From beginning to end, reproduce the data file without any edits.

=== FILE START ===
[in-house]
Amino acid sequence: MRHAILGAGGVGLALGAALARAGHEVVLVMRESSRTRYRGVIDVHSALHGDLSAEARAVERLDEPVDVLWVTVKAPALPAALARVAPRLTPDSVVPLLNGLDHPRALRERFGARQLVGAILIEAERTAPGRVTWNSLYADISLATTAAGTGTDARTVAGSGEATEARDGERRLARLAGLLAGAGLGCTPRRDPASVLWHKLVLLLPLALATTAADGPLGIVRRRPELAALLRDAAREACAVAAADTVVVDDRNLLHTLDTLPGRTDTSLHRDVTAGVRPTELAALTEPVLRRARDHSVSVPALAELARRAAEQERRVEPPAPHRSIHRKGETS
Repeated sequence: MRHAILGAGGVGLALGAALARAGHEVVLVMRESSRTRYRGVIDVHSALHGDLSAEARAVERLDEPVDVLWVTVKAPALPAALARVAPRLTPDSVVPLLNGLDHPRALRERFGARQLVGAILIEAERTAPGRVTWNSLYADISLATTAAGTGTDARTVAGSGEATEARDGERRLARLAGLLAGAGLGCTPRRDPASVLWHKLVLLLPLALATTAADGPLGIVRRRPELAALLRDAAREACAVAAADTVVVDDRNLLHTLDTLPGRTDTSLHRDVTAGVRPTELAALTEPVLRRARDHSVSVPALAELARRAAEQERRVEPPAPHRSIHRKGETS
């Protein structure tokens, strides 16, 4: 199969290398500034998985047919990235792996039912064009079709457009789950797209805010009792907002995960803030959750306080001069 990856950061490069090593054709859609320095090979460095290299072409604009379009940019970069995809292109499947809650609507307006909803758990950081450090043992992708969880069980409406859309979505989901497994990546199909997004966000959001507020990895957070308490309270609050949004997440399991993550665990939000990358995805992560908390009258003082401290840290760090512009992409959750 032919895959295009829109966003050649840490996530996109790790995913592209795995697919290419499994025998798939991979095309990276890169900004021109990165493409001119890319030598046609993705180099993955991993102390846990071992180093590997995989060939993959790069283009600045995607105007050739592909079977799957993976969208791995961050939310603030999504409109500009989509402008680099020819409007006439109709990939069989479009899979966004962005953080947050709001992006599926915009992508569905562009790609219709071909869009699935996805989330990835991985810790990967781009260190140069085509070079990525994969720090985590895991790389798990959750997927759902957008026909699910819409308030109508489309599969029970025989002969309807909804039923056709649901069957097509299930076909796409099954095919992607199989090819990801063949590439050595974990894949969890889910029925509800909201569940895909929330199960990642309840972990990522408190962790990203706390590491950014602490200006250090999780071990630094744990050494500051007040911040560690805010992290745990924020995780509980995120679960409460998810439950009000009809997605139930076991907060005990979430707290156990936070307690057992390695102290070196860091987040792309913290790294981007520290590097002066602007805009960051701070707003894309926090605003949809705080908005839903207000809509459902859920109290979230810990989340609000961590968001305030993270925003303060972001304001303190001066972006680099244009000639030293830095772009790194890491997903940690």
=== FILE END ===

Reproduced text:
[in-house]
Amino acid sequence: MRHAILGAGGVGLALGAALARAGHEVVLVMRESSRTRYRGVIDVHSALHGDLSAEARAVERLDEPVDVLWVTVKAPALPAALARVAPRLTPDSVVPLLNGLDHPRALRERFGARQLVGAILIEAERTAPGRVTWNSLYADISLATTAAGTGTDARTVAGSGEATEARDGERRLARLAGLLAGAGLGCTPRRDPASVLWHKLVLLLPLALATTAADGPLGIVRRRPELAALLRDAAREACAVAAADTVVVDDRNLLHTLDTLPGRTDTSLHRDVTAGVRPTELAALTEPVLRRARDHSVSVPALAELARRAAEQERRVEPPAPHRSIHRKGETS
Repeated sequence: MRHAILGAGGVGLALGAALARAGHEVVLVMRESSRTRYRGVIDVHSALHGDLSAEARAVERLDEPVDVLWVTVKAPALPAALARVAPRLTPDSVVPLLNGLDHPRALRERFGARQLVGAILIEAERTAPGRVTWNSLYADISLATTAAGTGTDARTVAGSGEATEARDGERRLARLAGLLAGAGLGCTPRRDPASVLWHKLVLLLPLALATTAADGPLGIVRRRPELAALLRDAAREACAVAAADTVVVDDRNLLHTLDTLPGRTDTSLHRDVTAGVRPTELAALTEPVLRRARDHSVSVPALAELARRAAEQERRVEPPAPHRSIHRKGETS
């Protein structure tokens, strides 16, 4: 199969290398500034998985047919990235792996039912064009079709457009789950797209805010009792907002995960803030959750306080001069 990856950061490069090593054709859609320095090979460095290299072409604009379009940019970069995809292109499947809650609507307006909803758990950081450090043992992708969880069980409406859309979505989901497994990546199909997004966000959001507020990895957070308490309270609050949004997440399991993550665990939000990358995805992560908390009258003082401290840290760090512009992409959750 032919895959295009829109966003050649840490996530996109790790995913592209795995697919290419499994025998798939991979095309990276890169900004021109990165493409001119890319030598046609993705180099993955991993102390846990071992180093590997995989060939993959790069283009600045995607105007050739592909079977799957993976969208791995961050939310603030999504409109500009989509402008680099020819409007006439109709990939069989479009899979966004962005953080947050709001992006599926915009992508569905562009790609219709071909869009699935996805989330990835991985810790990967781009260190140069085509070079990525994969720090985590895991790389798990959750997927759902957008026909699910819409308030109508489309599969029970025989002969309807909804039923056709649901069957097509299930076909796409099954095919992607199989090819990801063949590439050595974990894949969890889910029925509800909201569940895909929330199960990642309840972990990522408190962790990203706390590491950014602490200006250090999780071990630094744990050494500051007040911040560690805010992290745990924020995780509980995120679960409460998810439950009000009809997605139930076991907060005990979430707290156990936070307690057992390695102290070196860091987040792309913290790294981007520290590097002066602007805009960051701070707003894309926090605003949809705080908005839903207000809509459902859920109290979230810990989340609000961590968001305030993270925003303060972001304001303190001066972006680099244009000639030293830095772009790194890491997903940690």